Azure Open AI: Azure Databricks includes built-in tools to support ML workflows, including AI Functions, a built-in DB SQL function, allowing you to access Large Language Models (LLMs) directly from SQL. With this launch, customers can now quickly experiment with LLMs on their company’s data from within a familiar SQL interface. Once the correct LLM prompt has been developed, it can turn quickly into a production pipeline using existing Databricks tools such as Delta Live Tables or scheduled Jobs.

Microsoft Purview: Microsoft Azure’s data governance solution, Microsoft Purview integrates with Azure Databricks Unity Catalog’s catalog, lineage and policy Application Programming Interfaces (APIs). This allows discovery and request-for-access within Microsoft Purview, while keeping Unity Catalog as the operational catalog on Azure Databricks. Microsoft Purview supports metadata sync with Azure Databricks Unity Catalog which includes metastore catalogs, schemas, tables including the columns, and views including the columns. In addition, this integration enables discovery of Lakehouse data and bringing its metadata into Data Map which allows scanning the entire Unity Catalog metastore or choosing to scan only selective catalogs. The integration of data governance policies in Microsoft Purview and Databricks Unity Catalog enables a single pane experience for Data and Analytics Governance in Microsoft Purview.

Azure Databricks

Enable data, analytics, and AI use cases on an open data lake

Best of both worlds with Azure Databricks and Microsoft Fabric 

Microsoft Fabric is a unified analytics platform that includes all the data and analytics tools that organizations need. It brings together experiences such as Data Engineering, Data Factory, Data Science, Data Warehouse, Real-Time Intelligence, and Power BI onto a shared SaaS foundation, all seamlessly integrated into a single service. Microsoft Fabric comes with OneLake, an open and governed, unified SaaS data lake that serves as a single place to store organizational data. Microsoft Fabric simplifies data access by creating shortcuts to files, folders, and tables in its native open format Delta-Parquet into OneLake. These shortcuts allow all Microsoft Fabric engines to operate on the data without the need for data movement or copying with no disruption to existing usage by the host engines.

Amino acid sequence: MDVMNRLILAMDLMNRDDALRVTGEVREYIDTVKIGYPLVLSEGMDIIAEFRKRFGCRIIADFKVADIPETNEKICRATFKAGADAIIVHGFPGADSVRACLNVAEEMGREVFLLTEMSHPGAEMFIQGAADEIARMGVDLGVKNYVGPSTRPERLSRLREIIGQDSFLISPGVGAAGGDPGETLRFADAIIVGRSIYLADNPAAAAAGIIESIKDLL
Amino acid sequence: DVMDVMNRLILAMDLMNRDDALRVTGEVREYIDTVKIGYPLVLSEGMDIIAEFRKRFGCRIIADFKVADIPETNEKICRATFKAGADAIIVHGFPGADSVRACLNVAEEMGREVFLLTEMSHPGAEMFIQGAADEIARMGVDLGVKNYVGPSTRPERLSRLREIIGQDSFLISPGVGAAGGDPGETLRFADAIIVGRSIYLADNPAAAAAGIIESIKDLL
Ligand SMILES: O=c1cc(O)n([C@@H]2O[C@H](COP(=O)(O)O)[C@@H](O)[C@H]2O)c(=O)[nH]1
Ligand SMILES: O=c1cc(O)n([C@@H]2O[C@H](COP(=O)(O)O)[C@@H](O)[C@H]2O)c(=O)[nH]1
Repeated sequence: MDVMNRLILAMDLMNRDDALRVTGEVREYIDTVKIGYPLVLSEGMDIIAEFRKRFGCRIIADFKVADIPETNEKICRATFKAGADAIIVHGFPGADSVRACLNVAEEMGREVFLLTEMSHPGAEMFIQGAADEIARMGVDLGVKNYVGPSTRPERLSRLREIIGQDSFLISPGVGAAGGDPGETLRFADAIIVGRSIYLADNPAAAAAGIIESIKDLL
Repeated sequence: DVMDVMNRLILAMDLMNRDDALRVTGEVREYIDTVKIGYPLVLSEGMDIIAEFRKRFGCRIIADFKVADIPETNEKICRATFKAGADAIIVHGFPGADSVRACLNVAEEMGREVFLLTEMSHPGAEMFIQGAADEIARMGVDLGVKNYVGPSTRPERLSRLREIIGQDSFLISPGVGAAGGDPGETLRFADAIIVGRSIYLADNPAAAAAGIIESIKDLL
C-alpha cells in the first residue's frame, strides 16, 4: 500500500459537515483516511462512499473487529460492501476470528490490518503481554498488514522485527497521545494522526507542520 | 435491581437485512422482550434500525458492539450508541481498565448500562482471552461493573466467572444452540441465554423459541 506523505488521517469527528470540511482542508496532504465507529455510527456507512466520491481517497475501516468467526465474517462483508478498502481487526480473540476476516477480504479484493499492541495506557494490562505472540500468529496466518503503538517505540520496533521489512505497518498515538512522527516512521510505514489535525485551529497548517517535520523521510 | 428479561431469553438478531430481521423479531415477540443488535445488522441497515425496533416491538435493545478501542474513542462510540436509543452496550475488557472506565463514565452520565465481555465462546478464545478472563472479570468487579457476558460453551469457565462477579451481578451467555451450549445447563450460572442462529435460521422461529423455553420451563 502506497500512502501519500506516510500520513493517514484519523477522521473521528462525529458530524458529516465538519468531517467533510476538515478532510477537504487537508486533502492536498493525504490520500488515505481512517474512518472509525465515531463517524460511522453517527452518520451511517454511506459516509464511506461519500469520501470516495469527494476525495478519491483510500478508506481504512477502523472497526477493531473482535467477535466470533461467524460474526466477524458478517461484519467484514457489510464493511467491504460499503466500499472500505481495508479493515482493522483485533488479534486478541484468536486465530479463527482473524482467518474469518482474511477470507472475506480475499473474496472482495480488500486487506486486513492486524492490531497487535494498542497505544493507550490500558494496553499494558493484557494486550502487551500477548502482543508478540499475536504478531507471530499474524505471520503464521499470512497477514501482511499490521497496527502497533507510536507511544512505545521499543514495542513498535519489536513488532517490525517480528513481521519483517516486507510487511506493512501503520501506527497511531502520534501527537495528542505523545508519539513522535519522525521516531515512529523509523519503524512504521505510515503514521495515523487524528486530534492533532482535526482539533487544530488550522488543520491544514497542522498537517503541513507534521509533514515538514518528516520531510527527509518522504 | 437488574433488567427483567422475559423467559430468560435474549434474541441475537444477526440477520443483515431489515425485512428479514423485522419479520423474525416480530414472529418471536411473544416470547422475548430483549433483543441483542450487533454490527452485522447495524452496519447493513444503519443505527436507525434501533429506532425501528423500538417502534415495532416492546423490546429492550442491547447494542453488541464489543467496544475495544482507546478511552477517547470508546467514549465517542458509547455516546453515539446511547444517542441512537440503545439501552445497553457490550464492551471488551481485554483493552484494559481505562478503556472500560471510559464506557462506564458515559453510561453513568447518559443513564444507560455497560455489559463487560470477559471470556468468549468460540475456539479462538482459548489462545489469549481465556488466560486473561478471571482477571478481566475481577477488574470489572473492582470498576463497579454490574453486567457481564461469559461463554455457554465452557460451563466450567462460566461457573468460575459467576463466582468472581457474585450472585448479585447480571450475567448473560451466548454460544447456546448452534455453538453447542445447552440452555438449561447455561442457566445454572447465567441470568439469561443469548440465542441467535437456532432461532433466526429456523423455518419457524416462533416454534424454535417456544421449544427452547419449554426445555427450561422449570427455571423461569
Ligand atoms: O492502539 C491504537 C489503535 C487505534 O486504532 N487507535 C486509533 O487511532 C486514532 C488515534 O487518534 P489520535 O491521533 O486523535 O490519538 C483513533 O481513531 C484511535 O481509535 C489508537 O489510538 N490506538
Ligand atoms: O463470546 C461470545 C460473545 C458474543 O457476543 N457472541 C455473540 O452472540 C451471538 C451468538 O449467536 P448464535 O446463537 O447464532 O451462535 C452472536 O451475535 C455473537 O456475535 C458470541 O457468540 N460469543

For instance, creating a shortcut to Delta-Lake tables generated by Azure Databricks enables customers to effortlessly serve Lakehouse data to Power BI via the option of Direct Lake mode. Power BI Premium, as a core component of Microsoft Fabric, offers Direct Lake mode to serve data directly from OneLake without the need to query an Azure Databricks Lakehouse or warehouse endpoint, thereby eliminating the need for data duplication or import into a Power BI model enabling blazing fast performance directly over data in OneLake as an alternative to serving to Power BI via ADLS Gen2. Having access to both Azure Databricks and Microsoft Fabric built on the Lakehouse architecture, Microsoft Azure customers have a choice to work with either one or both powerful open governed Data and AI solutions to get the most from their data unlike other public clouds. Azure Databricks and Microsoft Fabric together can simplify organizations’ overall data journey with deeper integration in the development pipeline.

2. Regional availability and performance 

Azure provides robust scalability and performance capabilities for Azure Databricks: 

Azure Compute optimization for Azure Databricks: Azure offers a variety of compute options, including GPU-enabled instances, which accelerate machine learning and deep learning workloads collaboratively optimized with Databricks engineering. Azure Databricks globally spins up more than 10 million virtual machines (VMs) a day. 

Availability: Azure currently has 43 available regions worldwide supporting Azure Databricks and growing. 

3. Security and compliance 

All the enterprise grade security, compliance measures of Azure apply to Azure Databricks prioritizing it to meet customer requirements: 

Azure Security Center: Azure Security Center provides monitoring and protection of Azure Databricks environment against threats. Azure Security Center automatically collects, analyzes, and integrates log data from a variety of Azure resources. A list of prioritized security alerts is shown in Security Center along with the information needed to quickly investigate the problem along with recommendations on how to remediate an attack. Azure Databricks provides encryption features for additional control of data.

Azure Compliance Certifications: Azure holds industry-leading compliance certifications, ensuring Azure Databricks workloads meet regulatory standards. Azure Databricks is certified under PCI-DSS (Classic) and HIPAA (Databricks SQL Serverless, Model Serving).